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CALAMITY JANE (1953)


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I watched this film yesterday, after recording it the day before. It turns up on the Encore Westerns channel in a very poor washed out print. But thankfully, TCM is showing a very beautiful restored copy of it.

 

CALAMITY JANE was Doris' favorite of all the movies she made, and it's easy to see why. So many things going for it:

 

An Oscar nominated score, with one of the songs ('Secret Love') receiving the Oscar for song of the year-- it was a hit song on the Billboard charts for Doris.

 

Perfect casting-- Howard Keel as the main love interest, fresh off his success in ANNIE GET YOUR GUN; the handsome Phil Carey as the military man Calamity thinks she loves; Dick Wesson in a great comic relief supporting part; and Allyn Ann McLerie as the dance hall girl wannabe (why didn't she have a greater career in movies?). Not to mention Doris herself who is having fun with the role of a lifetime.

 

And I want to speak for a moment about Doris' acting. She is more focused in this film than in any other one I've seen her do (except maybe LOVE ME OR LEAVE ME). There is not one false note in her performance. Even when she has the most over-the-top dialogue (sputtering words or phrases like varmint, mangy groundhog and nekked heathens), she doesn't step out of character and wink once at the audience-- she knows Calamity's mannerisms and speech is supposed to be animated, but she plays it straight and that helps us develop sympathy for the character. It also helps us get caught up in what will happen to Calamity, as far-fetched as the situations may be. And around the 65-minute mark (more than halfway into the story), her transformation from tomboy to a softer more feminine western gal is handled very nicely.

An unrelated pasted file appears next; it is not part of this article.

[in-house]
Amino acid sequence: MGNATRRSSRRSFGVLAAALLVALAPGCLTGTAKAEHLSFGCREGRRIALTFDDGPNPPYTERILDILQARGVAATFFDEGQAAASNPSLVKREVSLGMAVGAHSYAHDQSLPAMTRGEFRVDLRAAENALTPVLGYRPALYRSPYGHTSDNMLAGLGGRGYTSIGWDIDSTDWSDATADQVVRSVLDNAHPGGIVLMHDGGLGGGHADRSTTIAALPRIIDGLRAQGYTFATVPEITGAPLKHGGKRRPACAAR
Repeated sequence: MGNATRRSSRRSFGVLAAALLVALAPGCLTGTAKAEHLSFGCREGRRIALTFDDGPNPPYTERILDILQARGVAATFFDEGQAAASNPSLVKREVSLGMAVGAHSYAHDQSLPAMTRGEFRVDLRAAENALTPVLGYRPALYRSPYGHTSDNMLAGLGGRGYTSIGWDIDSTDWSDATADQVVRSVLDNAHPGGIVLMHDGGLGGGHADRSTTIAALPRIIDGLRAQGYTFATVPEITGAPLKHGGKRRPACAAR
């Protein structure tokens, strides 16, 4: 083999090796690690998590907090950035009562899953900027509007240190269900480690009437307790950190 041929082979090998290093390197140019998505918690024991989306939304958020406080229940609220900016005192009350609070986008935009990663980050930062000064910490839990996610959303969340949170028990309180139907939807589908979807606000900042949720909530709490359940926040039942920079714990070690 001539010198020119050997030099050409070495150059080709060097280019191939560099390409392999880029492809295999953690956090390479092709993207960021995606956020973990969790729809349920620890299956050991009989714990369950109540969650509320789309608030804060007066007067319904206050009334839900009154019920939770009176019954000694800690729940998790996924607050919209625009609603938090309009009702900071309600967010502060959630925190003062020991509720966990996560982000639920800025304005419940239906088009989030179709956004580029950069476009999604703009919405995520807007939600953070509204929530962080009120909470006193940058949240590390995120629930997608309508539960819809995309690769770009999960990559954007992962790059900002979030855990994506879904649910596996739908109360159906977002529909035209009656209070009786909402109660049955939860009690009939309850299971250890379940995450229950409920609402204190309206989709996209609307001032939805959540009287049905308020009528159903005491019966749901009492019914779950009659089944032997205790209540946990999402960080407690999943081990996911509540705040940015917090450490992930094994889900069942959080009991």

To sum it up, CALAMITY JANE is a solid piece of musical comedy entertainment. The preposterousness and historical inaccuracies the script conjures up can be forgiven. Any shortcomings are more than made up for by the abounding charm of the players and overall ambience of the picture.

 

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I agree with you about the mystery of why Allyn Ann McLerie didn't become a major star. She certainly had the talent. I remember her as the female lead in "Where's Charlie?" with Ray Bolger. I've always wondered the same about Virginia Gibson. She was beautiful, could sing and dance, and had important roles in many musicals. But she never went as far as I believe she should have.

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I agree with you about the mystery of why Allyn Ann McLerie didn't become a major star. She certainly had the talent. I remember her as the female lead in "Where's Charlie?" with Ray Bolger. I've always wondered the same about Virginia Gibson. She was beautiful, could sing and dance, and had important roles in many musicals. But she never went as far as I believe she should have.

Allyn Ann McLerie was also in PHANTOM OF THE RUE MORGUE. She was under contract at Warners in the mid-50s, then she sort of disappeared from movies after that. She would make more of a name for herself on television. She married stage and television actor George Gaynes in 1953 (the same year CALAMITY JANE was released--62 years ago), and as of this writing, they are still going strong.

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I have heard of this film, and I know a few of the songs from it, but I've never gotten the chance to actually see it. Now, after reading all these good things about it, maybe I'll try harder to finally watch it. ;)

You're depriving yourself if you still haven't seen CALAMITY JANE. Doris Day claimed it was her personal favorite of all the ones she made at Warners. 

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